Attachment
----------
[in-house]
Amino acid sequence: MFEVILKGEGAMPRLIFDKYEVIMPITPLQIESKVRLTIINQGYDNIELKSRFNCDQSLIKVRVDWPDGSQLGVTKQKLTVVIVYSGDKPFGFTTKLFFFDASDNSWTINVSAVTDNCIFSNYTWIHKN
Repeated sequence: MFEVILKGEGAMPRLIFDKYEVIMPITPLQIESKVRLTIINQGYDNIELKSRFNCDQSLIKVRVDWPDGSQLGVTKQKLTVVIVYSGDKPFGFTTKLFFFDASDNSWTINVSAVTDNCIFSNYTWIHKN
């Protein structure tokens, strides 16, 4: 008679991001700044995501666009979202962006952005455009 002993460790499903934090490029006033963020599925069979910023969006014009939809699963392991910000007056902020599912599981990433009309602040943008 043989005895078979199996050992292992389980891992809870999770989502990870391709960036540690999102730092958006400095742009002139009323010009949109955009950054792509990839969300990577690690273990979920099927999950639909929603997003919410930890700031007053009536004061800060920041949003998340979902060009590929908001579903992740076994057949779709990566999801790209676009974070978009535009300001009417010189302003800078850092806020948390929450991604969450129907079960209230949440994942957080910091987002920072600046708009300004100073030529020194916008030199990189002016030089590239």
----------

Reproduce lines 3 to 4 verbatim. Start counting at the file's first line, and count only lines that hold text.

Repeated sequence: MFEVILKGEGAMPRLIFDKYEVIMPITPLQIESKVRLTIINQGYDNIELKSRFNCDQSLIKVRVDWPDGSQLGVTKQKLTVVIVYSGDKPFGFTTKLFFFDASDNSWTINVSAVTDNCIFSNYTWIHKN
């Protein structure tokens, strides 16, 4: 008679991001700044995501666009979202962006952005455009 002993460790499903934090490029006033963020599925069979910023969006014009939809699963392991910000007056902020599912599981990433009309602040943008 043989005895078979199996050992292992389980891992809870999770989502990870391709960036540690999102730092958006400095742009002139009323010009949109955009950054792509990839969300990577690690273990979920099927999950639909929603997003919410930890700031007053009536004061800060920041949003998340979902060009590929908001579903992740076994057949779709990566999801790209676009974070978009535009300001009417010189302003800078850092806020948390929450991604969450129907079960209230949440994942957080910091987002920072600046708009300004100073030529020194916008030199990189002016030089590239």